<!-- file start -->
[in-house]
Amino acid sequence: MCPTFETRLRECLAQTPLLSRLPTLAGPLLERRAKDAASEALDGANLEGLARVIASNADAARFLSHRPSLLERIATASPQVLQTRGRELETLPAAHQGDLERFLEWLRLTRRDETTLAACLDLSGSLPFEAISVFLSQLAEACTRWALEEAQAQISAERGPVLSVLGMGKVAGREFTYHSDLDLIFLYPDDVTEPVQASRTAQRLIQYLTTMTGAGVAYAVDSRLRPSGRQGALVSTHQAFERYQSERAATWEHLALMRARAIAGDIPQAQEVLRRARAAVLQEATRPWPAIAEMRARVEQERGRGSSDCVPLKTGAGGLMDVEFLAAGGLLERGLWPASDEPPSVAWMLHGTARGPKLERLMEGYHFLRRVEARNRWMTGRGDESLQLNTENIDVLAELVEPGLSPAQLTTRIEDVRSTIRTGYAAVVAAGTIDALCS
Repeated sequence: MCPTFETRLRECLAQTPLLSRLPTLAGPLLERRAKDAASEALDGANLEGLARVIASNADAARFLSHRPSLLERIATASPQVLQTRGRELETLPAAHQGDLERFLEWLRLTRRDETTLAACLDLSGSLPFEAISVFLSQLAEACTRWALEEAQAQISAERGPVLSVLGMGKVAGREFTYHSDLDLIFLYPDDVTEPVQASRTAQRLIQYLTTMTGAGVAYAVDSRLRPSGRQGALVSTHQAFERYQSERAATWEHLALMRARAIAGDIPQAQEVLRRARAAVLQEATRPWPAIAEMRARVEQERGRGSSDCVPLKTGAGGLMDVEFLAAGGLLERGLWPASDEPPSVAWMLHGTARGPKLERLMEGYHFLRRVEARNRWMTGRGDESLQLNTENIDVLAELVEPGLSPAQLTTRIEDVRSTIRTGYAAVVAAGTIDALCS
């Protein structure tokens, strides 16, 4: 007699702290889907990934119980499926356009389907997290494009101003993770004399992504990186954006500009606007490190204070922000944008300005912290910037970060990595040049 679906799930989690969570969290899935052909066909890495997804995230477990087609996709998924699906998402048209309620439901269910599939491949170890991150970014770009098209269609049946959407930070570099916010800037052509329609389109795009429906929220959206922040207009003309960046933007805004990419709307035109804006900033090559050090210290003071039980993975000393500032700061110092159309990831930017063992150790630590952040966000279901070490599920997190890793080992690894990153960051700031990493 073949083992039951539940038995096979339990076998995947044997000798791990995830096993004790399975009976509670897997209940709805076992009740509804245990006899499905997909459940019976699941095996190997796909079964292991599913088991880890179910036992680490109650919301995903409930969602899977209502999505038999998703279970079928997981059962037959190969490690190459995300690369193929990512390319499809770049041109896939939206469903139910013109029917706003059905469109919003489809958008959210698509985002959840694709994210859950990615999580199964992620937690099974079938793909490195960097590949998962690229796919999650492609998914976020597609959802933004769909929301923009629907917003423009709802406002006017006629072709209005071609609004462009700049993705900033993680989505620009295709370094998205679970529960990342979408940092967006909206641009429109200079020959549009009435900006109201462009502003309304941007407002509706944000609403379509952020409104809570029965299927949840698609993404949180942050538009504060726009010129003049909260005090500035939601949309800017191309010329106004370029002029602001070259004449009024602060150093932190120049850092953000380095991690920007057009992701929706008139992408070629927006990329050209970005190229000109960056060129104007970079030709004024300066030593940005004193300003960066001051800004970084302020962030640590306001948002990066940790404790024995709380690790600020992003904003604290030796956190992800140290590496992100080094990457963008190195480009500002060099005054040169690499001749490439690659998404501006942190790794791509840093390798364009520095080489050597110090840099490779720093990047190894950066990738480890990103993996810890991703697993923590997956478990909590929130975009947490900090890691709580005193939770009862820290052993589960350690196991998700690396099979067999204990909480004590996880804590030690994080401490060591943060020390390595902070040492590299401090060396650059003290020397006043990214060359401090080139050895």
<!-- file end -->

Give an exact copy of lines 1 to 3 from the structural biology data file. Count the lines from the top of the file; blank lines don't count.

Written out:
[in-house]
Amino acid sequence: MCPTFETRLRECLAQTPLLSRLPTLAGPLLERRAKDAASEALDGANLEGLARVIASNADAARFLSHRPSLLERIATASPQVLQTRGRELETLPAAHQGDLERFLEWLRLTRRDETTLAACLDLSGSLPFEAISVFLSQLAEACTRWALEEAQAQISAERGPVLSVLGMGKVAGREFTYHSDLDLIFLYPDDVTEPVQASRTAQRLIQYLTTMTGAGVAYAVDSRLRPSGRQGALVSTHQAFERYQSERAATWEHLALMRARAIAGDIPQAQEVLRRARAAVLQEATRPWPAIAEMRARVEQERGRGSSDCVPLKTGAGGLMDVEFLAAGGLLERGLWPASDEPPSVAWMLHGTARGPKLERLMEGYHFLRRVEARNRWMTGRGDESLQLNTENIDVLAELVEPGLSPAQLTTRIEDVRSTIRTGYAAVVAAGTIDALCS
Repeated sequence: MCPTFETRLRECLAQTPLLSRLPTLAGPLLERRAKDAASEALDGANLEGLARVIASNADAARFLSHRPSLLERIATASPQVLQTRGRELETLPAAHQGDLERFLEWLRLTRRDETTLAACLDLSGSLPFEAISVFLSQLAEACTRWALEEAQAQISAERGPVLSVLGMGKVAGREFTYHSDLDLIFLYPDDVTEPVQASRTAQRLIQYLTTMTGAGVAYAVDSRLRPSGRQGALVSTHQAFERYQSERAATWEHLALMRARAIAGDIPQAQEVLRRARAAVLQEATRPWPAIAEMRARVEQERGRGSSDCVPLKTGAGGLMDVEFLAAGGLLERGLWPASDEPPSVAWMLHGTARGPKLERLMEGYHFLRRVEARNRWMTGRGDESLQLNTENIDVLAELVEPGLSPAQLTTRIEDVRSTIRTGYAAVVAAGTIDALCS